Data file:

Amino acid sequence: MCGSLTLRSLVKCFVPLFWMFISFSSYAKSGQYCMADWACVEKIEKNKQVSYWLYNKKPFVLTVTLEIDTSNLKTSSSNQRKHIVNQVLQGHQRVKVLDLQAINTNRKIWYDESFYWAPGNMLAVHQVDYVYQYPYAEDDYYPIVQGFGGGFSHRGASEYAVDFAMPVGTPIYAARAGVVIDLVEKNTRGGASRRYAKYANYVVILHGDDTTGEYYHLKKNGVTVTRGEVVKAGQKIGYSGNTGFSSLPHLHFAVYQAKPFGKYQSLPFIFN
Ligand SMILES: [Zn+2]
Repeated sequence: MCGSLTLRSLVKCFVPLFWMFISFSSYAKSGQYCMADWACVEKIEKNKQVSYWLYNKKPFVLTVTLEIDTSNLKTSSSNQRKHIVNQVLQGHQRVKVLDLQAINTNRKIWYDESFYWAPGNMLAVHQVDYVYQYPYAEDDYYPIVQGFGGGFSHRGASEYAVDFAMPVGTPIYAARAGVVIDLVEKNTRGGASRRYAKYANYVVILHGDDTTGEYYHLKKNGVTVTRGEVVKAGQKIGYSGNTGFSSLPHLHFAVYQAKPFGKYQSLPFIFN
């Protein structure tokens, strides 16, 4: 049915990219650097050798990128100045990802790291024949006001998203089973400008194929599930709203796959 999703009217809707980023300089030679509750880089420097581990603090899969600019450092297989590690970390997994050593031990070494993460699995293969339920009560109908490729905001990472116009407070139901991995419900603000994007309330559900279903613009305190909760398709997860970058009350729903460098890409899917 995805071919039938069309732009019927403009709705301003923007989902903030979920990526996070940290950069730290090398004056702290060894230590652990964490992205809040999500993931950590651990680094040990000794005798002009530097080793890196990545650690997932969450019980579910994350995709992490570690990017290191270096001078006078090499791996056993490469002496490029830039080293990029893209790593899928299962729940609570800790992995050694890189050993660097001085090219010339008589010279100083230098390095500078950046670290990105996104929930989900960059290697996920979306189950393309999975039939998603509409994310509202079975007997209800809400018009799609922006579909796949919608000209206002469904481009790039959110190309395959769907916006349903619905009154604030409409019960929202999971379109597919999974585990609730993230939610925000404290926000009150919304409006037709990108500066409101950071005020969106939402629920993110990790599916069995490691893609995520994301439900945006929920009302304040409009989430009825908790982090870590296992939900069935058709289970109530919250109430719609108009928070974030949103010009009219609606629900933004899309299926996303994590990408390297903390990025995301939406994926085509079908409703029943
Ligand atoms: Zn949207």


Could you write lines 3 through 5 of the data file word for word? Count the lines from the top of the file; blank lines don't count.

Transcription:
Repeated sequence: MCGSLTLRSLVKCFVPLFWMFISFSSYAKSGQYCMADWACVEKIEKNKQVSYWLYNKKPFVLTVTLEIDTSNLKTSSSNQRKHIVNQVLQGHQRVKVLDLQAINTNRKIWYDESFYWAPGNMLAVHQVDYVYQYPYAEDDYYPIVQGFGGGFSHRGASEYAVDFAMPVGTPIYAARAGVVIDLVEKNTRGGASRRYAKYANYVVILHGDDTTGEYYHLKKNGVTVTRGEVVKAGQKIGYSGNTGFSSLPHLHFAVYQAKPFGKYQSLPFIFN
């Protein structure tokens, strides 16, 4: 049915990219650097050798990128100045990802790291024949006001998203089973400008194929599930709203796959 999703009217809707980023300089030679509750880089420097581990603090899969600019450092297989590690970390997994050593031990070494993460699995293969339920009560109908490729905001990472116009407070139901991995419900603000994007309330559900279903613009305190909760398709997860970058009350729903460098890409899917 995805071919039938069309732009019927403009709705301003923007989902903030979920990526996070940290950069730290090398004056702290060894230590652990964490992205809040999500993931950590651990680094040990000794005798002009530097080793890196990545650690997932969450019980579910994350995709992490570690990017290191270096001078006078090499791996056993490469002496490029830039080293990029893209790593899928299962729940609570800790992995050694890189050993660097001085090219010339008589010279100083230098390095500078950046670290990105996104929930989900960059290697996920979306189950393309999975039939998603509409994310509202079975007997209800809400018009799609922006579909796949919608000209206002469904481009790039959110190309395959769907916006349903619905009154604030409409019960929202999971379109597919999974585990609730993230939610925000404290926000009150919304409006037709990108500066409101950071005020969106939402629920993110990790599916069995490691893609995520994301439900945006929920009302304040409009989430009825908790982090870590296992939900069935058709289970109530919250109430719609108009928070974030949103010009009219609606629900933004899309299926996303994590990408390297903390990025995301939406994926085509079908409703029943
Ligand atoms: Zn949207």